Also, I wanted to establish that She-Hulk, as a book, wasn’t just one thing. Remember that line from the first issue?

Panel from She-Hulk #1.

No one!

Neither is the series. We can have light, fun one-offs and Giant Dooms all we want, but that’s not all She-Hulk’s life is about.

Angie and Hei Hei were overdue for a solo adventure, where we got to see Angie’s real superpower – FILING!

ParalegalsShe goes to Divide County in North Dakota, which is a real place, a teeny tiny little county way up in the Northwest corner of the state. It’s very, very far away from anything.

Divide
One thing that I had fun with in She-Hulk (and continue to enjoy in other series) was finding real place names that tied in really well with the story I happened to be telling. So, we get Divide here (the reason for that will be clear once you read Issue 12… spoiler.) In Issue 11 we get another cool one like this – but we can talk about that then. That’s also why I set the last issue of Death of Wolverine in Paradise Valley, Nevada. I mean, it just sort of worked.

I tried to get the clerk’s dialogue right – all that Fargo-esque northern Midwest dialect business. It’s always tricky to work with accents in written dialogue. My suggestion, if you’re ever going to try it – use regional slang instead of transliteration of accents. So, you might have a Bostonian refer to a water cooler as a “bubbler” instead of trying something like “I went to the bah in my cah…” As I see it, the first works, the second just drags people out of the story. I don’t think you can ever get it perfectly right unless you actually speak the local dialect in question – but it can be fun to try!

The Hellcat/Tigra meeting was also interesting – fun fact, Patsy’s Hellcat costume originally belonged to Tigra. They’re somewhat linked, continuity-wise. The dialogue alludes to this, but I’m not sure it’s something people talk about much. I certainly didn’t know it until I researched Tigra a bit prior to writing her. You can find out all sorts of cool, weird stuff once you start poking around in the backstories of these characters. Some have been around for such a long time that it’s inevitable that certain bizarre phases in their fictional lives would pop up. Hellcat, for example, was married to the Son of Satan.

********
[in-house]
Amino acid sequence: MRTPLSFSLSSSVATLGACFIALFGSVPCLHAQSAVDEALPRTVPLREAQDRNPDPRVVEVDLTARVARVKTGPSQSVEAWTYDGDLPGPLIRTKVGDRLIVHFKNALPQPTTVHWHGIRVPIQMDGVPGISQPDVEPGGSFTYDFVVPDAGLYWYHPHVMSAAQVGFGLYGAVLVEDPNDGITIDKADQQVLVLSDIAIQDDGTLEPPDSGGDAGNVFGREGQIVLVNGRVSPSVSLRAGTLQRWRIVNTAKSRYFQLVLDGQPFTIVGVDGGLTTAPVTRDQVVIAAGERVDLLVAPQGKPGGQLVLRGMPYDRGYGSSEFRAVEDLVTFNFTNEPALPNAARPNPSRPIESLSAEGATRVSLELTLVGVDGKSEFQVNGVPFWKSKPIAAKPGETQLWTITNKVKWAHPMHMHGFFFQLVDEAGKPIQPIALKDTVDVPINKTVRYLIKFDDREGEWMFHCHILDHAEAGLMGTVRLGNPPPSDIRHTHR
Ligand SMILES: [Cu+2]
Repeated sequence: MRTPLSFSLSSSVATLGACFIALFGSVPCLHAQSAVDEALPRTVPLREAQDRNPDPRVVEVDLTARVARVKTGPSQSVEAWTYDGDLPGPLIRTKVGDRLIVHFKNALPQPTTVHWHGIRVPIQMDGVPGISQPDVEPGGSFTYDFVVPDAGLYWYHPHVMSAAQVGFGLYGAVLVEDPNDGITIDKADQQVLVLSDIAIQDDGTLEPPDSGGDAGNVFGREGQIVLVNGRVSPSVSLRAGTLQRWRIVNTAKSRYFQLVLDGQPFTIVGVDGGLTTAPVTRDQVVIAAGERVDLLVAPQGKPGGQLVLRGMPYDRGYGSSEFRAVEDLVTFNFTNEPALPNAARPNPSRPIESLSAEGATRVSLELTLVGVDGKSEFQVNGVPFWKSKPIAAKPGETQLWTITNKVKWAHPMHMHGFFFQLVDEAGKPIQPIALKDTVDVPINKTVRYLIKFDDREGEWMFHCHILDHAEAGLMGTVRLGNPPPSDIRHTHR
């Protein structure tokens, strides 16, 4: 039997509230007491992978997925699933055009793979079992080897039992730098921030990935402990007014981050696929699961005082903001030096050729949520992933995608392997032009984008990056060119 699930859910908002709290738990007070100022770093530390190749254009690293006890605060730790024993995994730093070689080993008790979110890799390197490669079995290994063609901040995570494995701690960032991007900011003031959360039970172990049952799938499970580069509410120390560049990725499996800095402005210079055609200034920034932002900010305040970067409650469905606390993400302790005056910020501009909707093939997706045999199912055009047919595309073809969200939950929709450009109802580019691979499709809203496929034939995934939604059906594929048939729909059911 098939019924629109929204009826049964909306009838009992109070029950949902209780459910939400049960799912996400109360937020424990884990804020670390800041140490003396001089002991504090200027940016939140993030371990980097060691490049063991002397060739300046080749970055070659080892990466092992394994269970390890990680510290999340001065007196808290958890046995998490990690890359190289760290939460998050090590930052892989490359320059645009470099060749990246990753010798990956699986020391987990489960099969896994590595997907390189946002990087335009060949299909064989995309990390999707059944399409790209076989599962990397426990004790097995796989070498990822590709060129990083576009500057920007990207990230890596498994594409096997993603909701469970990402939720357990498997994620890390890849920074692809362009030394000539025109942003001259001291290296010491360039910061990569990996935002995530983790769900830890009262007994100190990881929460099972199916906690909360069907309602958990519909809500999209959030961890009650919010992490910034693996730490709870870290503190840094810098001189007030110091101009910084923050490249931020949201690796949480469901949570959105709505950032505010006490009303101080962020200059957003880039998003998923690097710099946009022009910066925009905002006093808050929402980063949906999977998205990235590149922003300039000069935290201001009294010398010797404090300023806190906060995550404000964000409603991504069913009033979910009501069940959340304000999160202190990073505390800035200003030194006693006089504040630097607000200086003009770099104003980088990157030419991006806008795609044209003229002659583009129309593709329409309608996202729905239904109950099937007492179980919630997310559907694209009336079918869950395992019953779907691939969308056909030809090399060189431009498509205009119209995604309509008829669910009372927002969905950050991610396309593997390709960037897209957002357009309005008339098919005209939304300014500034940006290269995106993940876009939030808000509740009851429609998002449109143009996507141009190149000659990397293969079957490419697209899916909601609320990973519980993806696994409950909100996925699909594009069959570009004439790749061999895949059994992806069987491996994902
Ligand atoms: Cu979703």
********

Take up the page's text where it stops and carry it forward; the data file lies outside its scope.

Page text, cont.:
The Son.

Of Satan.

Go comics!

Last bit on this issue – writing mysteries is tricky! Figuring out how to dole out the clues, give just enough so that someone could maybe start to put things together… but not too much… it ain’t not simple. I hope it worked well, but the key to mysteries is really the ending, and you guys don’t have that yet. But soon. Too soon!

Favorite panel:

Tigra Fight

Really, it’s the entire fight scene with Patsy and Tigra. I think it really showed what makes Ron’s work special – that twisty, rubbery physicality that makes action sequences stand out from anything else I’ve ever seen. I’d love to see something like this animated – I bet it would be amazing.

Favorite character: Shocker! Such a sad sack. Nick Spencer and Steve Lieber’s great Superior Foes of Spider-Man was running when I wrote this issue, and I took their characterization of Shocker as a jumping-off point for how I wrote him here. Love that dude – I dig blue collar heroes (and villains) in general.

Also, I want to make a special point to mention the amazing letterer on the whole series, Clayton Cowles. He approached mountains of dialogue and art deviations from script with aplomb, and figured out perfect solutions for tricky lettering problems again and again. For example, there’s this sequence:

Clayton

The flow is awesome, even though it crosses multiple panels and has twenty zillion words. So thank you, Clayton, you are an unsung hero no longer!

Tomorrow – Blue Part Two, the second part of the Blue File mystery.

If you have questions about this issue, or anything at all, you can reach me on Twitter (www.twitter.com/charlessoule) or via the email form at www.charlessoule.com.